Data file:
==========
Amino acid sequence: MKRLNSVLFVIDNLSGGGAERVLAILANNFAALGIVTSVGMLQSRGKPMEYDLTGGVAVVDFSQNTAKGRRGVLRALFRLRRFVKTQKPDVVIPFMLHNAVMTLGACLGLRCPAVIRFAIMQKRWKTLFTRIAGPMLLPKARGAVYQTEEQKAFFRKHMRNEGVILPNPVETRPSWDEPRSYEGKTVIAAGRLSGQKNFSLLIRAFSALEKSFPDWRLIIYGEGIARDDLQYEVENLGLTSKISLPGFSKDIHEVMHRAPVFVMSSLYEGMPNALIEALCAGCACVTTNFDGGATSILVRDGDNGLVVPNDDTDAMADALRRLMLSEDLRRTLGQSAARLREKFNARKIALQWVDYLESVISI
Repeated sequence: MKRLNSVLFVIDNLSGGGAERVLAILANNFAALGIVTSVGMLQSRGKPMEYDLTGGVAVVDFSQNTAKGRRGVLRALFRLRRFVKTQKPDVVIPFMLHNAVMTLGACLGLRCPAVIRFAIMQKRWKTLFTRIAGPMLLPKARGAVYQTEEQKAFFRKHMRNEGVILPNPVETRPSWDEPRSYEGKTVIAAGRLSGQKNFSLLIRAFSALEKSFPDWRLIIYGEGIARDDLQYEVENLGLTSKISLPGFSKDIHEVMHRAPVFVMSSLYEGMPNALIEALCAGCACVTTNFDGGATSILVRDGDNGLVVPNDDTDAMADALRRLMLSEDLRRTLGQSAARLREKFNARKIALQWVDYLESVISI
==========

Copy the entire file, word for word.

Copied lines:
Amino acid sequence: MKRLNSVLFVIDNLSGGGAERVLAILANNFAALGIVTSVGMLQSRGKPMEYDLTGGVAVVDFSQNTAKGRRGVLRALFRLRRFVKTQKPDVVIPFMLHNAVMTLGACLGLRCPAVIRFAIMQKRWKTLFTRIAGPMLLPKARGAVYQTEEQKAFFRKHMRNEGVILPNPVETRPSWDEPRSYEGKTVIAAGRLSGQKNFSLLIRAFSALEKSFPDWRLIIYGEGIARDDLQYEVENLGLTSKISLPGFSKDIHEVMHRAPVFVMSSLYEGMPNALIEALCAGCACVTTNFDGGATSILVRDGDNGLVVPNDDTDAMADALRRLMLSEDLRRTLGQSAARLREKFNARKIALQWVDYLESVISI
Repeated sequence: MKRLNSVLFVIDNLSGGGAERVLAILANNFAALGIVTSVGMLQSRGKPMEYDLTGGVAVVDFSQNTAKGRRGVLRALFRLRRFVKTQKPDVVIPFMLHNAVMTLGACLGLRCPAVIRFAIMQKRWKTLFTRIAGPMLLPKARGAVYQTEEQKAFFRKHMRNEGVILPNPVETRPSWDEPRSYEGKTVIAAGRLSGQKNFSLLIRAFSALEKSFPDWRLIIYGEGIARDDLQYEVENLGLTSKISLPGFSKDIHEVMHRAPVFVMSSLYEGMPNALIEALCAGCACVTTNFDGGATSILVRDGDNGLVVPNDDTDAMADALRRLMLSEDLRRTLGQSAARLREKFNARKIALQWVDYLESVISI